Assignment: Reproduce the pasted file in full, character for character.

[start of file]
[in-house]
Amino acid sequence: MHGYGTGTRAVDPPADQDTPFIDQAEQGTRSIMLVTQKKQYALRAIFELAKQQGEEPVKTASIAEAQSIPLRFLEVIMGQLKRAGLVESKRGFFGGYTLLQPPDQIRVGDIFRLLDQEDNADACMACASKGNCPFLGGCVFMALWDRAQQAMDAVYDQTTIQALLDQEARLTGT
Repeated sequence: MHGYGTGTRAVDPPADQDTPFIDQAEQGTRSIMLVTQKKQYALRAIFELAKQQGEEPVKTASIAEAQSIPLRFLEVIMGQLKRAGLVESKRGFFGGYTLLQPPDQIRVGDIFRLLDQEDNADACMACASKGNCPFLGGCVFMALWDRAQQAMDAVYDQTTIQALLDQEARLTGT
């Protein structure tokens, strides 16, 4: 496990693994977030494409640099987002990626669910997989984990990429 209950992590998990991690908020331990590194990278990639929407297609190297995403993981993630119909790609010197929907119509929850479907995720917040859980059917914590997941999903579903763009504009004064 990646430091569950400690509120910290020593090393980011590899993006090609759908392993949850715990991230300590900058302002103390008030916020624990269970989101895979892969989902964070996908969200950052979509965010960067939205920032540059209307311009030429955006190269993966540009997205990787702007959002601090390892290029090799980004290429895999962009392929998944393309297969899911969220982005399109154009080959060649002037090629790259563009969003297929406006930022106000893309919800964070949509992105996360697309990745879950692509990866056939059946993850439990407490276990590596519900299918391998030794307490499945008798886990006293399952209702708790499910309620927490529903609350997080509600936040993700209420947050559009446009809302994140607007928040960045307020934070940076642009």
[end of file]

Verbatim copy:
[in-house]
Amino acid sequence: MHGYGTGTRAVDPPADQDTPFIDQAEQGTRSIMLVTQKKQYALRAIFELAKQQGEEPVKTASIAEAQSIPLRFLEVIMGQLKRAGLVESKRGFFGGYTLLQPPDQIRVGDIFRLLDQEDNADACMACASKGNCPFLGGCVFMALWDRAQQAMDAVYDQTTIQALLDQEARLTGT
Repeated sequence: MHGYGTGTRAVDPPADQDTPFIDQAEQGTRSIMLVTQKKQYALRAIFELAKQQGEEPVKTASIAEAQSIPLRFLEVIMGQLKRAGLVESKRGFFGGYTLLQPPDQIRVGDIFRLLDQEDNADACMACASKGNCPFLGGCVFMALWDRAQQAMDAVYDQTTIQALLDQEARLTGT
């Protein structure tokens, strides 16, 4: 496990693994977030494409640099987002990626669910997989984990990429 209950992590998990991690908020331990590194990278990639929407297609190297995403993981993630119909790609010197929907119509929850479907995720917040859980059917914590997941999903579903763009504009004064 990646430091569950400690509120910290020593090393980011590899993006090609759908392993949850715990991230300590900058302002103390008030916020624990269970989101895979892969989902964070996908969200950052979509965010960067939205920032540059209307311009030429955006190269993966540009997205990787702007959002601090390892290029090799980004290429895999962009392929998944393309297969899911969220982005399109154009080959060649002037090629790259563009969003297929406006930022106000893309919800964070949509992105996360697309990745879950692509990866056939059946993850439990407490276990590596519900299918391998030794307490499945008798886990006293399952209702708790499910309620927490529903609350997080509600936040993700209420947050559009446009809302994140607007928040960045307020934070940076642009």